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The intergenerational effects of education on delinquency

Aaron Chalfin and Monica Deza

Journal of Economic Behavior & Organization, 2019, vol. 159, issue C, 553-571

Abstract: Children of less educated parents are more likely to engage in delinquent behavior. One explanation for this is that better educated parents are inherently more likely to raise children in ways that are less conducive to criminal participation. Alternatively, additional parental education may change parents’ behavior in ways that reduces their children’s propensity to commit crime. Using data from the NLSY79 and variation induced by changes in compulsory schooling laws in the United States, we find that an increase in parental education reduces delinquent behavior among the children of those exposed to compulsory schooling laws. This research is the first to uncover evidence of an intergenerational effect of education on crime in the United States. We conclude that previous analyses of compulsory schooling laws − and investments in education more generally − appreciably underestimate the full benefits of investments in education.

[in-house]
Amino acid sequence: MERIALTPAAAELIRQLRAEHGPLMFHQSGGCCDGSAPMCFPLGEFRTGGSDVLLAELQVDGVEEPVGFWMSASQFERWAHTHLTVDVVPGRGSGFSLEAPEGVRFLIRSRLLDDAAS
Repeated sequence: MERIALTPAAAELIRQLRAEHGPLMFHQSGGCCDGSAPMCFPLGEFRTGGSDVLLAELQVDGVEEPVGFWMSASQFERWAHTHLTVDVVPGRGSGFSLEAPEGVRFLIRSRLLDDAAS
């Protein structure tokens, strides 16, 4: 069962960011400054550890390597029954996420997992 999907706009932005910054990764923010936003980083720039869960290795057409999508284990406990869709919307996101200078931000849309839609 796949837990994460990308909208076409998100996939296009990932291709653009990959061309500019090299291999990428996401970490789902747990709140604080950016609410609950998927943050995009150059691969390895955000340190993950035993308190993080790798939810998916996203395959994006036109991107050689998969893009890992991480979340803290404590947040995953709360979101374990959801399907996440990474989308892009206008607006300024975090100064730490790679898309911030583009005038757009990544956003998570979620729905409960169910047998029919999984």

Keywords: Intergenerational effects; Education; Crime; Delinquency (search for similar items in EconPapers)
JEL-codes: I20 (search for similar items in EconPapers)
Date: 2019
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Journal of Economic Behavior & Organization is currently edited by Houser, D. and Puzzello, D.

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Handle: RePEc:eee:jeborg:v:159:y:2019:i:c:p:553-571